Impact of School Violence Incidents on American Students
The life of an American student tends to be a fun filled and a joyous one, with a pressure of the academic studies and sometimes late going home due to curricular activities and other learning stuff. Basketball match practice or a soccer game could be a major part of student’s daily routine. Unfortunately, the American student’s life has sometimes something else to offer. Something horrific one could face in the life.
Uncountable violence or killing cases reported in America involving students from schools and colleges. It sounds terrible when we listen from a news channel about a rampage in an elementary school; a teen killing his/her friend after an argument or a fight or student violence against teachers or students mocking others racially.
- Technological Change – A Need of Education System
- Family breakdowns and poverty hurting education
- College education: Skill developing venture
These types of incidents happen on the campus, but some cases are reported as inside campus accidents or during school sponsored events. In this article, we are presenting some of the most recent school or college student violence and killing cases which recently reported.
- A college student from Homewood fatally shot in North Carolina: A 19-year old student from south suburban Homewood was killed along with one more student on Saturday night at North Carolina party.
Alisia Dieudonne, 19, from Homewood, and Ahmad Campbell, 21, from Kittrell, N.C., shot dead when a fight broke as they were innocent bystanders.
Greensboro police responded about 2:10 a.m. Sunday to a reported disturbance at a Greensboro home located off-campus. Police found Dieudonne, and Campbell shot inside the residence.
Chancellor Harold L. Martin Sr. sent an email to the university community that said both victims were “actively involved in campus life and essential members of the Aggie family. They will sorely miss”.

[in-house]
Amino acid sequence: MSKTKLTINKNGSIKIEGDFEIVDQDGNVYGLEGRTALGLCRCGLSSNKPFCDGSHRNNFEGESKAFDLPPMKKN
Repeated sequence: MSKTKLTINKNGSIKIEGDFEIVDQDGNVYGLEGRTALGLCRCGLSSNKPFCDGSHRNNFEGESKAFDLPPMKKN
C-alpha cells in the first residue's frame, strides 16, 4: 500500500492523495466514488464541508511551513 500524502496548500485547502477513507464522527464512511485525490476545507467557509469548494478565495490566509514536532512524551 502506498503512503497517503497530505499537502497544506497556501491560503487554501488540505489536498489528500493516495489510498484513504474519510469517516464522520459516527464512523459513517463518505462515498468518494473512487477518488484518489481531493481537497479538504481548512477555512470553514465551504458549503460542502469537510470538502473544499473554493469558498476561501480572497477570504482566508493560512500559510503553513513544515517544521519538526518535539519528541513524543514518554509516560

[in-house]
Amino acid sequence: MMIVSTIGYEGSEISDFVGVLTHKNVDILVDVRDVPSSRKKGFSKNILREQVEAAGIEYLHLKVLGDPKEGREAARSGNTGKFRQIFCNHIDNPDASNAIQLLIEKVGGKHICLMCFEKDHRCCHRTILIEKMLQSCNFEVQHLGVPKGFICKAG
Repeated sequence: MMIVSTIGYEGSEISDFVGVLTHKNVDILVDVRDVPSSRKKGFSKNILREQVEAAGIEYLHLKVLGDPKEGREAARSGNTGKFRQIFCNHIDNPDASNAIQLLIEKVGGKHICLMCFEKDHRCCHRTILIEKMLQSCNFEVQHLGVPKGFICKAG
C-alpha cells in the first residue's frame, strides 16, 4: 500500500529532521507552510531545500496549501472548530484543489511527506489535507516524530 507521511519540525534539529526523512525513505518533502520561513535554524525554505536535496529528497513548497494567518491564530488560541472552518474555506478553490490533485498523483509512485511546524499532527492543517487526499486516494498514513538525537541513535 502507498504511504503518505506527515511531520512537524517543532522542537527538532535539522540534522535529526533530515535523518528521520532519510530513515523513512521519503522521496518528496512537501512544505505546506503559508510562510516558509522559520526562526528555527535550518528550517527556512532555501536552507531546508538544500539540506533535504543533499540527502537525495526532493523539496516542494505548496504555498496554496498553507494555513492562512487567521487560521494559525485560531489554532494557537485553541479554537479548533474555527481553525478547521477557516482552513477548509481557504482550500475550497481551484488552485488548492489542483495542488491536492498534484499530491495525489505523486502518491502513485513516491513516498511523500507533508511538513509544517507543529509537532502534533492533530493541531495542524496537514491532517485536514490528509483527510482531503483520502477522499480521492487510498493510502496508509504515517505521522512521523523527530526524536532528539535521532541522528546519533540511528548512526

- College students are suspended for mocking in “blackface” video: Albright College in Pennsylvania has suspended two students after a video mocking the “Black Lives Matter” movement went viral.
The video, which was uploaded to one of the girls’ Snapchat account, shows a girl named as Carly Dickinson wearing blackface makeup. She calls herself Karlisha and mocks the “Black Lives Matter” movement throughout the video.
The students were asked to leave the Pennsylvania campus immediately, and an investigation is going on.
This is not the first case of students using deeply offensive blackface to mock black people. In September, Paige Shoemaker, a student at Kansas State University was kicked out of school after she posted a picture of herself in blackface on Snapchat.
- Shooting at Townville Elementary School: Anderson Co. deputies say there was a shooting at Townville Elementary School at around 1:45 p.m. Wednesday.
The sheriff says the suspect got out of his vehicle and started firing immediately. The suspect was expelled from his school last year for bringing a hatchet to school and attacking a child.
Two 6-year old students and one teacher were hurt and taken to the hospital. Unfortunately, one student died the next day.
- Alpine high school shooting in Texas: According to Brewster County Sheriff Ronny Dodson, a female student shot and injured another female student before shooting and killing herself at Alpine High School in Brewster County, Texas.
The shooting comes just two weeks after commencement of school year. It marks the second shooting in the high school this academic year.
The shooting is horrific incident, but unfortunately, the Americans are increasingly familiar with these types of tragedies. The authorities are concerned why gun violence is increasing in the state more than any other developed nation.
These types of incidents are affecting the American students both mentally and morally. It does not only causing the lower efficiency in academic performance but also hostile behavior has witnessed in the everyday lives of the affected students. Moreover, the parents are also reluctant to send their kids to schools after the increasing numbers of violence attack incidents.